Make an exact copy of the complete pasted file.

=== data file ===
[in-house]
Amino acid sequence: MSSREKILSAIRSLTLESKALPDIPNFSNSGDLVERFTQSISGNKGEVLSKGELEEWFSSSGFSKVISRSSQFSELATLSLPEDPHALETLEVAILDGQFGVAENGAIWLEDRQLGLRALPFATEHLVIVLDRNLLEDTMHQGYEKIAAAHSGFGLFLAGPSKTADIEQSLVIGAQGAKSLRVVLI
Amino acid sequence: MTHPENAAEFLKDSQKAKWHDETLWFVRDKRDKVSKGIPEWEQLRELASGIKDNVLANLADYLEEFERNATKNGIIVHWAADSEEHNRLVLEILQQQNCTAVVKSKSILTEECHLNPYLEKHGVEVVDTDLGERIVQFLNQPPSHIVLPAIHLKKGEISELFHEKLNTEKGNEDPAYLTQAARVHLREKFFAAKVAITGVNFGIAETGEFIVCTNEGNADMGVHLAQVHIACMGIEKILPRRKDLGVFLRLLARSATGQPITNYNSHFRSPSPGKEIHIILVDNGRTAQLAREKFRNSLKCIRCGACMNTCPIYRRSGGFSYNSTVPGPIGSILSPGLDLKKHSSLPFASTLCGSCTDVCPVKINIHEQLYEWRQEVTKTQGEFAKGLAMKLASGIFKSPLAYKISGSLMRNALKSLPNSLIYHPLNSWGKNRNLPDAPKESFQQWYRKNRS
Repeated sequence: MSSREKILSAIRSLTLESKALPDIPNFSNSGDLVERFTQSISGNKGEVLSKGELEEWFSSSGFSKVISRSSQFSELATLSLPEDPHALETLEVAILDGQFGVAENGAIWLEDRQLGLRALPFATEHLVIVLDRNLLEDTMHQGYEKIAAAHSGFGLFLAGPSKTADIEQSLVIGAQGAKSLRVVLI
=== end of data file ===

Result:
[in-house]
Amino acid sequence: MSSREKILSAIRSLTLESKALPDIPNFSNSGDLVERFTQSISGNKGEVLSKGELEEWFSSSGFSKVISRSSQFSELATLSLPEDPHALETLEVAILDGQFGVAENGAIWLEDRQLGLRALPFATEHLVIVLDRNLLEDTMHQGYEKIAAAHSGFGLFLAGPSKTADIEQSLVIGAQGAKSLRVVLI
Amino acid sequence: MTHPENAAEFLKDSQKAKWHDETLWFVRDKRDKVSKGIPEWEQLRELASGIKDNVLANLADYLEEFERNATKNGIIVHWAADSEEHNRLVLEILQQQNCTAVVKSKSILTEECHLNPYLEKHGVEVVDTDLGERIVQFLNQPPSHIVLPAIHLKKGEISELFHEKLNTEKGNEDPAYLTQAARVHLREKFFAAKVAITGVNFGIAETGEFIVCTNEGNADMGVHLAQVHIACMGIEKILPRRKDLGVFLRLLARSATGQPITNYNSHFRSPSPGKEIHIILVDNGRTAQLAREKFRNSLKCIRCGACMNTCPIYRRSGGFSYNSTVPGPIGSILSPGLDLKKHSSLPFASTLCGSCTDVCPVKINIHEQLYEWRQEVTKTQGEFAKGLAMKLASGIFKSPLAYKISGSLMRNALKSLPNSLIYHPLNSWGKNRNLPDAPKESFQQWYRKNRS
Repeated sequence: MSSREKILSAIRSLTLESKALPDIPNFSNSGDLVERFTQSISGNKGEVLSKGELEEWFSSSGFSKVISRSSQFSELATLSLPEDPHALETLEVAILDGQFGVAENGAIWLEDRQLGLRALPFATEHLVIVLDRNLLEDTMHQGYEKIAAAHSGFGLFLAGPSKTADIEQSLVIGAQGAKSLRVVLI